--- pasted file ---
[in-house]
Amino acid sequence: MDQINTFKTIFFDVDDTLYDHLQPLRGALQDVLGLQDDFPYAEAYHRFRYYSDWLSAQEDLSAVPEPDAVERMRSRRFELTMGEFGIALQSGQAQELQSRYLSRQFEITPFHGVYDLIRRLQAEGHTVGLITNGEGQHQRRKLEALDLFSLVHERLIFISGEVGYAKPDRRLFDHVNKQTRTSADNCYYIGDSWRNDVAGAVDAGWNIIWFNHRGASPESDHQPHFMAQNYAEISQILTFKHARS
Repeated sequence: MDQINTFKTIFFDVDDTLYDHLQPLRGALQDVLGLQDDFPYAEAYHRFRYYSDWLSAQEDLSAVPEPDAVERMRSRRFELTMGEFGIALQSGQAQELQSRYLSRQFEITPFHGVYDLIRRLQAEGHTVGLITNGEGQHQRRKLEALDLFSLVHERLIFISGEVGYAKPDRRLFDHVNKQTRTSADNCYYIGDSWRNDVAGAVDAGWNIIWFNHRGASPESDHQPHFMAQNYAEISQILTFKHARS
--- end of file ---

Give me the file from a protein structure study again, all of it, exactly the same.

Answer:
[in-house]
Amino acid sequence: MDQINTFKTIFFDVDDTLYDHLQPLRGALQDVLGLQDDFPYAEAYHRFRYYSDWLSAQEDLSAVPEPDAVERMRSRRFELTMGEFGIALQSGQAQELQSRYLSRQFEITPFHGVYDLIRRLQAEGHTVGLITNGEGQHQRRKLEALDLFSLVHERLIFISGEVGYAKPDRRLFDHVNKQTRTSADNCYYIGDSWRNDVAGAVDAGWNIIWFNHRGASPESDHQPHFMAQNYAEISQILTFKHARS
Repeated sequence: MDQINTFKTIFFDVDDTLYDHLQPLRGALQDVLGLQDDFPYAEAYHRFRYYSDWLSAQEDLSAVPEPDAVERMRSRRFELTMGEFGIALQSGQAQELQSRYLSRQFEITPFHGVYDLIRRLQAEGHTVGLITNGEGQHQRRKLEALDLFSLVHERLIFISGEVGYAKPDRRLFDHVNKQTRTSADNCYYIGDSWRNDVAGAVDAGWNIIWFNHRGASPESDHQPHFMAQNYAEISQILTFKHARS